Equity Versus Equality – What Is The Difference And Why Does It Matter?
Our DEI series continues with an inquisitive look at Equity. I hope you will also read part one, the introduction, and part two, a deep dive into diversity. This is one of the most misunderstood aspects of DEI, and one that often garners the strongest negative feeling because at face value, it appears unfair until one digs deeper. A lot of this sentiment is because equity is often confused with equality.
Many illustrations have attempted to improve understanding of equity versus equality. Organizations implementing DEI programs are also evolving from an equality-focused to an equity-focused approach with better understanding of the differences and their impact on successful implementations.
One of the more common images (shown below) demonstrates the difference between these terms. Three people of varying heights are peering over a fence to watch a sports game. If each of these individuals is given equal resources (equality) – a pedestal in this case – the tallest person is still at an advantage, while the shortest person is still at a disadvantage despite the pedestal provided. However, when an equitable approach is taken, each person has the opportunity to access resources with consideration to their specific needs. This results in all three individuals being able to see above the fence.
A similar version of this concept comes into play with the Americans with Disabilities Act. For example, giving wheelchairs to every citizen (equality) doesn’t meet the objective of removing the mobility barrier for those who are immobile. However, giving wheelchairs to those who are immobile (equity) provides them with access to a resource that creates the opportunity for access to resources for mobility. Creating equity initiatives does not mean the individual won’t work at it, but without the opportunity, the individual does not have an option to work at something. This is what equity does – creates opportunity by providing resources with the consideration for individuals’ or groups’ specific needs or disadvantages.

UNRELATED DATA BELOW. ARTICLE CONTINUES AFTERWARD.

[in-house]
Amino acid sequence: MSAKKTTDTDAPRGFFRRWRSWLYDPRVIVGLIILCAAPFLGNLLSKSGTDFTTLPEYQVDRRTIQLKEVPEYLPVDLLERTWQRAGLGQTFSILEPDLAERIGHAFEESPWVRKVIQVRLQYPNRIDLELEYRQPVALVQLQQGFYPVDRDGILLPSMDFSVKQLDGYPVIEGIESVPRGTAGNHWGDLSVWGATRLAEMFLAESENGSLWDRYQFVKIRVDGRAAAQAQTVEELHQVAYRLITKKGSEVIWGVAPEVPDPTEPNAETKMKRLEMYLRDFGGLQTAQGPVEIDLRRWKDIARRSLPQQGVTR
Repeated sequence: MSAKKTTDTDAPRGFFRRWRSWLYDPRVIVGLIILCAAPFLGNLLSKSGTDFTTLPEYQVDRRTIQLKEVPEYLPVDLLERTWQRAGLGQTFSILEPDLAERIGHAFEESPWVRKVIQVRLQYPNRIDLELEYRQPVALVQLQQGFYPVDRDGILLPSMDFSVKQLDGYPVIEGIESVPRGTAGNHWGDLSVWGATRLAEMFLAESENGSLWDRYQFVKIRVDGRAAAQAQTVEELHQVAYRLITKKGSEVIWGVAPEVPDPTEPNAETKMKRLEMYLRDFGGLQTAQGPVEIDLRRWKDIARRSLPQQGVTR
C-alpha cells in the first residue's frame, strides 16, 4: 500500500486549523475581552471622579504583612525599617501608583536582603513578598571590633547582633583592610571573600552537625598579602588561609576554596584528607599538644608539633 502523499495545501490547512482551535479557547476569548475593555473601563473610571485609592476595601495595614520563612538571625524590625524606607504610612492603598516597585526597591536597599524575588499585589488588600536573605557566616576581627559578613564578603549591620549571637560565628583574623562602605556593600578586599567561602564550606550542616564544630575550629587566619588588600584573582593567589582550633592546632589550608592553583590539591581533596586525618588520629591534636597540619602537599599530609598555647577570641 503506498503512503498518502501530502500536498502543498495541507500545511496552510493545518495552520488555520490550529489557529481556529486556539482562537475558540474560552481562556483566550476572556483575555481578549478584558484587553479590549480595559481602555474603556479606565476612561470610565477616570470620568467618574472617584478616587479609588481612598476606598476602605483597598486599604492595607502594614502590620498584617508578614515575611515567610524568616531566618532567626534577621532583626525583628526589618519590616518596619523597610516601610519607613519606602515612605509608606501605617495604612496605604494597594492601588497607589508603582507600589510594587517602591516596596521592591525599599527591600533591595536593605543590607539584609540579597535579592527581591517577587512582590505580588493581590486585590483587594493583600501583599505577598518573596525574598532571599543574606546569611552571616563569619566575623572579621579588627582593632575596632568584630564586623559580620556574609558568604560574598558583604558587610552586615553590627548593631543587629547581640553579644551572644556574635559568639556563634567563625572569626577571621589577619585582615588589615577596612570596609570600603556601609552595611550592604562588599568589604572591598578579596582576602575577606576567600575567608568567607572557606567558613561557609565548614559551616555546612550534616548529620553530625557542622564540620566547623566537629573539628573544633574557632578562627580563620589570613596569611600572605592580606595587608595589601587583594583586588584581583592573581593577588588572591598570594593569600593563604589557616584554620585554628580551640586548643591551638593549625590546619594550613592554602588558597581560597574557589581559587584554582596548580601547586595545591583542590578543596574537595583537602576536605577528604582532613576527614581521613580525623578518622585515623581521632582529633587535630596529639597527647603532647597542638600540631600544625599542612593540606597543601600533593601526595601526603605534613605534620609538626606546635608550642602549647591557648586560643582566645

Equality is defined as “the state of being equal.” The criticisms that exist when evaluating equality as a principle identifies that just because something is “equal” does not always mean it is “fair and just.” The trouble that arises is defining what it means to be fair and just. Measuring what makes something equal may seem more straightforward; everybody is given one pedestal of the same dimensions. However, measuring when something is fair and just, is not as easily accomplished.
Equity takes into consideration the individual needs of those involved and applies a treatment that resolves any undue disadvantages that exist between different groups of people.
The overlap between these terms is their intended goal to “address imbalanced social systems.” The Milken Institute School of Public Health published a helpful article in November 2020 that focused on this topic. In another illustration, we see two individuals with unequal access to a shared system, an apple tree. First, we see how equality may impact this scenario when each person is given a ladder of the same dimensions. Without considering that the apple tree is not producing apples at the same rate on either side, the equal resource provided to both parties does not resolve the imbalance. When targeted resources that consider the conditions and needs of each party are provided, then we see results where both individuals have access to collect and consume apples. However, the true source of the imbalance in this scenario has not been resolved. Repairing and reforming the system, applies a treatment to the apple tree that more evenly distributes the fruit being produced. This is where justice comes into play, when a social system is reformed to eliminate the source of imbalance. But the topic of justice is another matter entirely, beyond the scope of our blog today.
As we are seeing through our DEI series so far, it is important not to implement these philosophies a la carte. Diversity, equity, and inclusion are principles of a holistic program. Each pillar serves to enhance the goal of DEI such that the synergistic result is greater than the sum of its parts. In our last installment of this series, we will focus on inclusion. Without inclusion, diversity and equity will ultimately fail. Why? Stay tuned to find out in our final installment of the series!